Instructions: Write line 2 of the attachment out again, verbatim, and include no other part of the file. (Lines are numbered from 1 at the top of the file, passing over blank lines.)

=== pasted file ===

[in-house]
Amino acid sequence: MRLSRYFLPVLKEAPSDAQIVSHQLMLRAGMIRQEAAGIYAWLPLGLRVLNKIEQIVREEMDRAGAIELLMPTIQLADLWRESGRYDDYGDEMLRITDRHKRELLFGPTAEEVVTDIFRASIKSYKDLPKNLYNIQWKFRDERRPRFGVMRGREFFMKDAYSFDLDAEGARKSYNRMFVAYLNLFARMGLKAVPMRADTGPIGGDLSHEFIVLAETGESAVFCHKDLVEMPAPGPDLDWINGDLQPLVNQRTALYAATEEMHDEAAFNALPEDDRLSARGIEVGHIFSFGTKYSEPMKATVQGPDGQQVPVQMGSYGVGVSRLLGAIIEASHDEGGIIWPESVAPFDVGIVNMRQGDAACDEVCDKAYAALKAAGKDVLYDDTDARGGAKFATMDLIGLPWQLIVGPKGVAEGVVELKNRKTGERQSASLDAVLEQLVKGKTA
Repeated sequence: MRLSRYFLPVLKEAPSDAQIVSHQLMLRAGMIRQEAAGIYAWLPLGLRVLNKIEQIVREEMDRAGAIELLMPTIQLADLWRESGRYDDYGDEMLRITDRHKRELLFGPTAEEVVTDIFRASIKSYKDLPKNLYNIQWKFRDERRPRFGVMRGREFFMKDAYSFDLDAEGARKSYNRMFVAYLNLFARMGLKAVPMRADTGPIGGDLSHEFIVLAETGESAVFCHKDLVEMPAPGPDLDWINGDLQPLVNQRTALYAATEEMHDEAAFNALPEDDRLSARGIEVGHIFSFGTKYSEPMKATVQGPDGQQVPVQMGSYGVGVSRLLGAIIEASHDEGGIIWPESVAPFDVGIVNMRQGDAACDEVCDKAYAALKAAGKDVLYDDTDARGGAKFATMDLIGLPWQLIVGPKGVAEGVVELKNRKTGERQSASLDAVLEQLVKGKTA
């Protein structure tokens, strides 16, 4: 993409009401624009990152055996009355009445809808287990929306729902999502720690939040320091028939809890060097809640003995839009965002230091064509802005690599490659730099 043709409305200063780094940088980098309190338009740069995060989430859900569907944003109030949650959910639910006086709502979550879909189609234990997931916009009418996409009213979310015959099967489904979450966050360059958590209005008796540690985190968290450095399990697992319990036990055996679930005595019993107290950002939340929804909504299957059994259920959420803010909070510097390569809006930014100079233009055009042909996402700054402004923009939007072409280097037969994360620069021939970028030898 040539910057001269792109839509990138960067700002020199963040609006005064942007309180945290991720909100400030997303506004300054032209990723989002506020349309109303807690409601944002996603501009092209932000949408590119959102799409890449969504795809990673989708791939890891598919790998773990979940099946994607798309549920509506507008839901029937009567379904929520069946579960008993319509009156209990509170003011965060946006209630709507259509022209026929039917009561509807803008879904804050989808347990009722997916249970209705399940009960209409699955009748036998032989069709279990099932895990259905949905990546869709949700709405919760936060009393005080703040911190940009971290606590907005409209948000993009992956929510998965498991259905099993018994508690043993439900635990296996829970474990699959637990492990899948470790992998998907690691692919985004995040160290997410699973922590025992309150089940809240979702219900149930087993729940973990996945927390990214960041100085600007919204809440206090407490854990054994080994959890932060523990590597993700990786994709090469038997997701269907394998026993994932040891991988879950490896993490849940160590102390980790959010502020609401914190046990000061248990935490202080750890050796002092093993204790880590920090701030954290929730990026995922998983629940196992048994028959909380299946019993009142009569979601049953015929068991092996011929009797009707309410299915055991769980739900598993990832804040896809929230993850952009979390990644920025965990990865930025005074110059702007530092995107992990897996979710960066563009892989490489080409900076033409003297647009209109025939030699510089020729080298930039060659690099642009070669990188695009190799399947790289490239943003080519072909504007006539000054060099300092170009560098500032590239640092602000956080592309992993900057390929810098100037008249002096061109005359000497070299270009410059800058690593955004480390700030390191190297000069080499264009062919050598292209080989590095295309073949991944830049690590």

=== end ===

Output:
Amino acid sequence: MRLSRYFLPVLKEAPSDAQIVSHQLMLRAGMIRQEAAGIYAWLPLGLRVLNKIEQIVREEMDRAGAIELLMPTIQLADLWRESGRYDDYGDEMLRITDRHKRELLFGPTAEEVVTDIFRASIKSYKDLPKNLYNIQWKFRDERRPRFGVMRGREFFMKDAYSFDLDAEGARKSYNRMFVAYLNLFARMGLKAVPMRADTGPIGGDLSHEFIVLAETGESAVFCHKDLVEMPAPGPDLDWINGDLQPLVNQRTALYAATEEMHDEAAFNALPEDDRLSARGIEVGHIFSFGTKYSEPMKATVQGPDGQQVPVQMGSYGVGVSRLLGAIIEASHDEGGIIWPESVAPFDVGIVNMRQGDAACDEVCDKAYAALKAAGKDVLYDDTDARGGAKFATMDLIGLPWQLIVGPKGVAEGVVELKNRKTGERQSASLDAVLEQLVKGKTA